Don’t Buy Stocks, Sell Puts

put option

Most investors have heard horror stories about buying and selling options.  And they are all true! Some of those stories are when someone has placed all their investment capital into one stock and prayed that it will go up. 

This isn’t investing. It’s rolling the dice at a casino. The house always comes out ahead.

Let’s face it, stocks have risk, especially if you buy and hold. But there is a way to reduce your risk and still earn a return on capital: sell put options.

You can make quite a bit of income doing this and after a while you may get the bug and not buy stocks but sell puts. 

The goal is to find stocks that move sideways. This is the sweet spot for selling puts because you continue to earn premiums and may occasionally take ownership of a stock. 

Research stocks to purchase

First and foremost, you will do the same as you would buying any stock.  You must do your homework and determine why the stock is a good asset to own.

Because your cousin says that he has a tip or your boss owns it isn’t a good enough reason. Once you have done your due diligence you can sell-to-open the put.

This is also called a “cash covered” put because your broker will set aside the cash needed to buy the stock if the strike (the stock’s price) is in-the-money (ITM). 

If the option expires ITM you will be required to purchase 100 shares for every contract you sell. At the close at expiration, you will be assigned the stock at the closing price.

You have now purchased the stock you wanted anyway but at a discount. Your cost basis is the stock price minus the amount you received from the premium. 

If the stock continues to rise and the option expires out-of-the-money (OTM), then you will keep the premium no matter what happens to the strike price. 

Then, you will be able to sell another put for the next week or month to earn even more income. Sometimes, you can do this for several weeks or months in a row, lowering your cost basis every time you sell.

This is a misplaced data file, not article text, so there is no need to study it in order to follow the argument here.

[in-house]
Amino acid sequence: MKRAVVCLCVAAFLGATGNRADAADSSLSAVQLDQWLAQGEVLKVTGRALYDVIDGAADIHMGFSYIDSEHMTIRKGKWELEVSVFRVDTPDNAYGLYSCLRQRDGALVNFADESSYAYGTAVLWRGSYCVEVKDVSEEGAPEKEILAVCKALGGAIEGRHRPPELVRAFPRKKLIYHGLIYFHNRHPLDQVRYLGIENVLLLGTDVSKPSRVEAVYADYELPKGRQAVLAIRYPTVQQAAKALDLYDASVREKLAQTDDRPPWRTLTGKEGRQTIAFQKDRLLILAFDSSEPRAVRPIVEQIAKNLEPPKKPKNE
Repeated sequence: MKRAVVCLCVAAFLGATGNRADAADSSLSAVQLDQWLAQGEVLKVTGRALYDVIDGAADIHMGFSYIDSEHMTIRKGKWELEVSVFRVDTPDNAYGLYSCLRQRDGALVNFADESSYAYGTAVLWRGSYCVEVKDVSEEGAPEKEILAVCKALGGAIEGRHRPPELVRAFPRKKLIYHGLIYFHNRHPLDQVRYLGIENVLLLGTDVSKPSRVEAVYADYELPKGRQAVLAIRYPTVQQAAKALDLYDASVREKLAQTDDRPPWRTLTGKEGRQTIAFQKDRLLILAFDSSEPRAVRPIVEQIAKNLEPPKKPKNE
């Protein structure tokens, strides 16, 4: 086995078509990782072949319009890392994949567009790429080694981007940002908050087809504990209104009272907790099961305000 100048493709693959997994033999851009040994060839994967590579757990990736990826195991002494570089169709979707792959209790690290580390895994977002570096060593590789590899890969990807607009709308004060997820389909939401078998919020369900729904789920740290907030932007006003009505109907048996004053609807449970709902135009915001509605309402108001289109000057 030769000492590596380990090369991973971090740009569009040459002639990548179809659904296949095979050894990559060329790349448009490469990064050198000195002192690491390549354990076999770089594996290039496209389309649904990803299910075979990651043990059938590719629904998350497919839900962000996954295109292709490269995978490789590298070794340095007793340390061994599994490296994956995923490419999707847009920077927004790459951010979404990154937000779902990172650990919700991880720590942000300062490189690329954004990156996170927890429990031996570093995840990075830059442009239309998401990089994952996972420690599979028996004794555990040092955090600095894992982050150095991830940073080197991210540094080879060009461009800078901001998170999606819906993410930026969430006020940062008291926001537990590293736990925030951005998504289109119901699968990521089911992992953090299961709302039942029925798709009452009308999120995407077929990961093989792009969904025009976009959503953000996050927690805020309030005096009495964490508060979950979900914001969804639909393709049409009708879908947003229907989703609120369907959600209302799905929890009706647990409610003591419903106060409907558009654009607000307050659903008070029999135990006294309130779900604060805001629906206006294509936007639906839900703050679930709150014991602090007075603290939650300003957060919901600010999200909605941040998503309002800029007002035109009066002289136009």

If the strike price falls dramatically, you can take one of two actions:  

You can let the put be assigned to you or buy-to-close (BTC). If you BTC there will be a cost to you the amount of the current premium. 

You won’t lose any more than if you owned the stock outright. But, if you don’t BTC then you can let the options expire and be assigned. This can be an advantageous alternative depending on how far ITM it is. 

You can turn around and sell a call on those very same stocks. This allows you to gain more premiums and if it continues to go down, you can reduce your cost basis in the process. The next month you can sell another call to gain even more premiums.

JetBlue put example

An example of what to do if you are ITM and being assigned would be if you sold two JetBlue (JBLU) $16 7/17 puts about 30 days out when the stock was trending up in mid-June.

It was below $16.00 but then it fell 25% to $12.00.  This wouldn’t be a problem because the put had sold for $4.68 per share due to implied volatility (IV) being elevated. 

Not only was this an increase of capital of $934 (because of commissions and fees), but the cost basis was $11.32.

After assignment, you sold two JBLU $12 8/21 Calls for $0.79, which is OTM and the underlying has moved slightly lower. You can continue until the price increases and your shares are assigned.

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